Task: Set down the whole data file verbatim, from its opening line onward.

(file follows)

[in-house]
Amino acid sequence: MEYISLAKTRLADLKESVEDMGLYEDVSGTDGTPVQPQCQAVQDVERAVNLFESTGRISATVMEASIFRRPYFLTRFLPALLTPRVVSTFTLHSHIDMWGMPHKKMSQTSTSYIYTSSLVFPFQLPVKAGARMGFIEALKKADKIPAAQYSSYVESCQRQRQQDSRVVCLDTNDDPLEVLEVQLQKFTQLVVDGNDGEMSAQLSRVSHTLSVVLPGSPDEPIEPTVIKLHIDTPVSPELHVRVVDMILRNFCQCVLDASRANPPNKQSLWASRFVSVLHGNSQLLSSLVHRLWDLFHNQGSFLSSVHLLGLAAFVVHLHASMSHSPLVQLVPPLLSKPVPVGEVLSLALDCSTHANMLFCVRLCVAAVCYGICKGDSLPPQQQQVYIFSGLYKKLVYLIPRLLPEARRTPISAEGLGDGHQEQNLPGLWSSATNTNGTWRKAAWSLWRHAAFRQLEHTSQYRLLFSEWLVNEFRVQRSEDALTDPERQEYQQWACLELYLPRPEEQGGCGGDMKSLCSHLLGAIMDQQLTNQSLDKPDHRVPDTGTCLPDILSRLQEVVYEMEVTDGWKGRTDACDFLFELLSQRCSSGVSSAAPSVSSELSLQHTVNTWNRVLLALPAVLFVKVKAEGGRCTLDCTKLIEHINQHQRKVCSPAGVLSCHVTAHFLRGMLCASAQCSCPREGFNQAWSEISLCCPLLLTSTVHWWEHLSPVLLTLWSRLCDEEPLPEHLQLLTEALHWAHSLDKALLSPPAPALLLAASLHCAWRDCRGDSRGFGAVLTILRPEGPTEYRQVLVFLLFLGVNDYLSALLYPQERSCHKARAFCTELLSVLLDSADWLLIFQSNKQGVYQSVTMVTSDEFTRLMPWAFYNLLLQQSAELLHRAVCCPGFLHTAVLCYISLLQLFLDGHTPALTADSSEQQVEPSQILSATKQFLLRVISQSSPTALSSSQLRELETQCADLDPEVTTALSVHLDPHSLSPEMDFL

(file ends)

[in-house]
Amino acid sequence: MEYISLAKTRLADLKESVEDMGLYEDVSGTDGTPVQPQCQAVQDVERAVNLFESTGRISATVMEASIFRRPYFLTRFLPALLTPRVVSTFTLHSHIDMWGMPHKKMSQTSTSYIYTSSLVFPFQLPVKAGARMGFIEALKKADKIPAAQYSSYVESCQRQRQQDSRVVCLDTNDDPLEVLEVQLQKFTQLVVDGNDGEMSAQLSRVSHTLSVVLPGSPDEPIEPTVIKLHIDTPVSPELHVRVVDMILRNFCQCVLDASRANPPNKQSLWASRFVSVLHGNSQLLSSLVHRLWDLFHNQGSFLSSVHLLGLAAFVVHLHASMSHSPLVQLVPPLLSKPVPVGEVLSLALDCSTHANMLFCVRLCVAAVCYGICKGDSLPPQQQQVYIFSGLYKKLVYLIPRLLPEARRTPISAEGLGDGHQEQNLPGLWSSATNTNGTWRKAAWSLWRHAAFRQLEHTSQYRLLFSEWLVNEFRVQRSEDALTDPERQEYQQWACLELYLPRPEEQGGCGGDMKSLCSHLLGAIMDQQLTNQSLDKPDHRVPDTGTCLPDILSRLQEVVYEMEVTDGWKGRTDACDFLFELLSQRCSSGVSSAAPSVSSELSLQHTVNTWNRVLLALPAVLFVKVKAEGGRCTLDCTKLIEHINQHQRKVCSPAGVLSCHVTAHFLRGMLCASAQCSCPREGFNQAWSEISLCCPLLLTSTVHWWEHLSPVLLTLWSRLCDEEPLPEHLQLLTEALHWAHSLDKALLSPPAPALLLAASLHCAWRDCRGDSRGFGAVLTILRPEGPTEYRQVLVFLLFLGVNDYLSALLYPQERSCHKARAFCTELLSVLLDSADWLLIFQSNKQGVYQSVTMVTSDEFTRLMPWAFYNLLLQQSAELLHRAVCCPGFLHTAVLCYISLLQLFLDGHTPALTADSSEQQVEPSQILSATKQFLLRVISQSSPTALSSSQLRELETQCADLDPEVTTALSVHLDPHSLSPEMDFL